However, airflow is hardly ever coming from one direction in cultivation environments and is instead quite turbulent. Also, in multi-tier grow rooms, cultivators often use a combination of side, bottom-up, and/or top-down airflow systems (like Pipp’s In-Rack Airflow Systems) and can find it difficult to get an accurate airflow reading using unidirectional hot-wire anemometers. Despite coming in at a higher price point and having fewer options available on the market, omnidirectional hot-wire anemometers can measure airflow coming from multiple directions. This makes them ideal tools to measure canopy-level airflow in indoor farms and greenhouse environments.

When using either unidirectional or omnidirectional anemometers, operators must take multiple measurements across the top of their plant canopies. By taking measurements at various points in their cultivation areas, growers can map out where the dead zones are and begin to optimize their airflow maps by adjusting fan positioning and intensities. By averaging these multiple readings, growers can determine the room’s plant canopy airflow velocity. This metric can be correlated with other cultivation parameters within the automation and control systems to optimize their cultivation strategies.

Beyond Dancing Leaves: Quantifying Cultivation Airflow

Airflow Sensors

Growers whose automation and control systems can measure and data log airflow can install air velocity sensors within and around their plant canopies to get a true understanding of how air moves through their crop.

Airflow sensors require some labor to install and commission but offer the most in-depth insights into intracanopy air movement. Similarly to measuring air velocity with handheld hot-wire anemometers, it is important to place sensors in different locations in cultivation rooms to get a better sense of the room’s airflow, including at different heights within the canopy and across all grow tiers.

Key Takeaway

By moving beyond subjective readings like leaf-dancing that leave a lot of room for interpretation and adopting strong quantitative data collection and analysis practices, growers can not only build optimized, resource-efficient facilities but can also gain peace of mind that they are doing everything they can to grow healthy, productive crops.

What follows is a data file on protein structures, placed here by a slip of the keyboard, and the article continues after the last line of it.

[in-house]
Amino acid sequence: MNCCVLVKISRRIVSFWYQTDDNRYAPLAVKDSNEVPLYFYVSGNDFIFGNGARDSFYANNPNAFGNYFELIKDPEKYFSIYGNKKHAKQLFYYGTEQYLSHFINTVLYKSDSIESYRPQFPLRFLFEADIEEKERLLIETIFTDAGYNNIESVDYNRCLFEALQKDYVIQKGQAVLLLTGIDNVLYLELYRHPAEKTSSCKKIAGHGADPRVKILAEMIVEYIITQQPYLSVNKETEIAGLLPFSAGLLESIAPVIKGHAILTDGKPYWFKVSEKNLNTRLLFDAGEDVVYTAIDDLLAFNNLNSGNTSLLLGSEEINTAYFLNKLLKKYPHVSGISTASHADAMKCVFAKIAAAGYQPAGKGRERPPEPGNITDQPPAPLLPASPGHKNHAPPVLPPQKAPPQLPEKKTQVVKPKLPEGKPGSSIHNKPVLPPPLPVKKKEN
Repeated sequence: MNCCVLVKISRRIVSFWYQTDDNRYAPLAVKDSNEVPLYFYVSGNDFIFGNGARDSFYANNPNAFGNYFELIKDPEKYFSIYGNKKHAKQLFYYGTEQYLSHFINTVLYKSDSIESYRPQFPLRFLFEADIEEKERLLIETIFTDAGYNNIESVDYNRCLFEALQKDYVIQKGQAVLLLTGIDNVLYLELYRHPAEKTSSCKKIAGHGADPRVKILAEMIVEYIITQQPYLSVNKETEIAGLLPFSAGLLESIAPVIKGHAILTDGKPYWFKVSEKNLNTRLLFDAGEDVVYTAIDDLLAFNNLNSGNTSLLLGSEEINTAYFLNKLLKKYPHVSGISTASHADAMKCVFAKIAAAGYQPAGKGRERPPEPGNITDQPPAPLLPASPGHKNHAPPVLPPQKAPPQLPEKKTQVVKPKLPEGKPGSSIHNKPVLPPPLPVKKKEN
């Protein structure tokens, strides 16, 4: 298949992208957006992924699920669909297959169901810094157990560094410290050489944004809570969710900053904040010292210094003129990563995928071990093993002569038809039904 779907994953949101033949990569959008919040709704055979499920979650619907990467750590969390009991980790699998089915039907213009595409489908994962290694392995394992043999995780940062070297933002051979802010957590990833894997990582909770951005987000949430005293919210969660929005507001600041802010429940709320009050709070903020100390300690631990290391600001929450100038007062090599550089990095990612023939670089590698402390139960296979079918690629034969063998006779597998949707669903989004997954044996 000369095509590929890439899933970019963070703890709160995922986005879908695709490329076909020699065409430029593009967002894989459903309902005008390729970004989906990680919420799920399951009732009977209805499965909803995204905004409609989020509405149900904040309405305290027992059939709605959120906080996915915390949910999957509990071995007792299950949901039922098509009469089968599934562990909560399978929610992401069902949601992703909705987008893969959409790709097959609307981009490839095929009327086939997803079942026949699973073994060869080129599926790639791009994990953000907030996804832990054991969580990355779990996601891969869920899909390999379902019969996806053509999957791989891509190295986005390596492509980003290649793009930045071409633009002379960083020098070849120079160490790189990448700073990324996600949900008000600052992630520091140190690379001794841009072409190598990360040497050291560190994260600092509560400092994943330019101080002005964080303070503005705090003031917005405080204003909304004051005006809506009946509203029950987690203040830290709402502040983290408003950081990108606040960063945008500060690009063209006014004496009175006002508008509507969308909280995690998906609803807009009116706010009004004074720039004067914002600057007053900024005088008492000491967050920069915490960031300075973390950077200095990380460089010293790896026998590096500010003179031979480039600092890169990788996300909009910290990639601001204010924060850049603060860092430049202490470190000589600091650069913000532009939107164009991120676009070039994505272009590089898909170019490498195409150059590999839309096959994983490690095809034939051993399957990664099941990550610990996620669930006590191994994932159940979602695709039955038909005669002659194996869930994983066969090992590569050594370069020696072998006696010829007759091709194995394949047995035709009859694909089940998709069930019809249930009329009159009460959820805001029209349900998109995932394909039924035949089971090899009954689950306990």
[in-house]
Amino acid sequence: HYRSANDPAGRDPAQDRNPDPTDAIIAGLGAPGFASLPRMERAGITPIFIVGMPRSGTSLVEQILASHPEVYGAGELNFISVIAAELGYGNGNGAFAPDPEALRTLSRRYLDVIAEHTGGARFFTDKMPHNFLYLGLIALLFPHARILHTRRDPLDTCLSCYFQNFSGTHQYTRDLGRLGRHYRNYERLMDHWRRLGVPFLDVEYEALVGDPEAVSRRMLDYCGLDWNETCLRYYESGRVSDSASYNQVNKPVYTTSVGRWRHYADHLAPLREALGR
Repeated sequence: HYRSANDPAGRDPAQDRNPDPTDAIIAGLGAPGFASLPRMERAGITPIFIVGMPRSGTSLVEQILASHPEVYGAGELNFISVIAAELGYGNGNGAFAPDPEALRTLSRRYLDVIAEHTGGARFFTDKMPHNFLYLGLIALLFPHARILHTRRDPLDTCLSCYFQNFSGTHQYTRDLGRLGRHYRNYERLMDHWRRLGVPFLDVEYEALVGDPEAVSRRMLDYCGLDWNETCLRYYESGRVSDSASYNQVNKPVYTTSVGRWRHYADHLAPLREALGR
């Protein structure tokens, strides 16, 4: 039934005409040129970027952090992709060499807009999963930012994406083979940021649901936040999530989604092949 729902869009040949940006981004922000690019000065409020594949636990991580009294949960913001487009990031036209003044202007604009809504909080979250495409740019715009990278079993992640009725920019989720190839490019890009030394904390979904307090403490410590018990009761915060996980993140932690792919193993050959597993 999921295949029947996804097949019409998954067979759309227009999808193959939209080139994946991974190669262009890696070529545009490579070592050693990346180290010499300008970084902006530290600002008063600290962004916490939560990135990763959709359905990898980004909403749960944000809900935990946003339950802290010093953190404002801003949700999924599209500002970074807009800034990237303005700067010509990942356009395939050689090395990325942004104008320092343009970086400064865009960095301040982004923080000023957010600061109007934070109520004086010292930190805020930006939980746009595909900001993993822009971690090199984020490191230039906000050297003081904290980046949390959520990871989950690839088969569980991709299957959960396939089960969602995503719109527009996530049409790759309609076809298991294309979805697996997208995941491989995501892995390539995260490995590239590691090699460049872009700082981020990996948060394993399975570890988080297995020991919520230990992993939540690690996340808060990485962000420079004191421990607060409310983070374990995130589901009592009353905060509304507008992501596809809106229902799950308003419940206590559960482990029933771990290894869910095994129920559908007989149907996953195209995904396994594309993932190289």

For more tips on measuring airflow, be sure to head to Pipp’s YouTube page and see Fog City Farm’s James Cunningham explain how to use an environmental meter. You can also check out our other vertical farm optimization videos on our main channel.

Air Velocity vs Air Volume

Air Velocity
Air Volume


The distance air travels in a given amount of time (i.e. how fast the air is moving per unit of time).

The amount of air flowing past a specific point in a given amount of time (i.e. how much air is moving past or through a specific point per unit of time).

Units of Measurement

  • feet per minute (ft/min)
  • meters per second (m/s)
  • miles per hour (mph)
  • kilometers per hour (kph)
  • cubic feet per minute (CFM)
  • cubic meters per hour (m3/hr)
  • liters per minute (l/min)

Examples of how it is used in Indoor Cultivation

  • Measuring the air speed across or within your plant canopy.

  • Assessing the effectiveness and distribution of your airflow systems in maintaining a consistent environment.

  • Determining the air exchange rate of your grow room
  • Validating the capacity and flow rates of your HVAC and airflow systems